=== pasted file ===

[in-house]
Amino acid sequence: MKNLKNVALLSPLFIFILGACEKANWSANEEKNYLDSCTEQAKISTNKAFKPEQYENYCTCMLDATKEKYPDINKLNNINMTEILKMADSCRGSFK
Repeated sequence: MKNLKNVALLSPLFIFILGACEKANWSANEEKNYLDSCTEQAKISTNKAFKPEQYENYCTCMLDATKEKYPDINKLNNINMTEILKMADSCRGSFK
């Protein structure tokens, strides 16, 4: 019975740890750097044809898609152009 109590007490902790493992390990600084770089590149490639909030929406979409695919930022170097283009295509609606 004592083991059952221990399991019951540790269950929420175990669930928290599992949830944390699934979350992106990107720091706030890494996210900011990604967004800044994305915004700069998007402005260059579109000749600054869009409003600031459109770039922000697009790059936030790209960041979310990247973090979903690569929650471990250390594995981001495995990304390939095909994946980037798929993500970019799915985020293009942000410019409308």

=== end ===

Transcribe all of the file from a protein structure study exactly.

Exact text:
[in-house]
Amino acid sequence: MKNLKNVALLSPLFIFILGACEKANWSANEEKNYLDSCTEQAKISTNKAFKPEQYENYCTCMLDATKEKYPDINKLNNINMTEILKMADSCRGSFK
Repeated sequence: MKNLKNVALLSPLFIFILGACEKANWSANEEKNYLDSCTEQAKISTNKAFKPEQYENYCTCMLDATKEKYPDINKLNNINMTEILKMADSCRGSFK
């Protein structure tokens, strides 16, 4: 019975740890750097044809898609152009 109590007490902790493992390990600084770089590149490639909030929406979409695919930022170097283009295509609606 004592083991059952221990399991019951540790269950929420175990669930928290599992949830944390699934979350992106990107720091706030890494996210900011990604967004800044994305915004700069998007402005260059579109000749600054869009409003600031459109770039922000697009790059936030790209960041979310990247973090979903690569929650471990250390594995981001495995990304390939095909994946980037798929993500970019799915985020293009942000410019409308």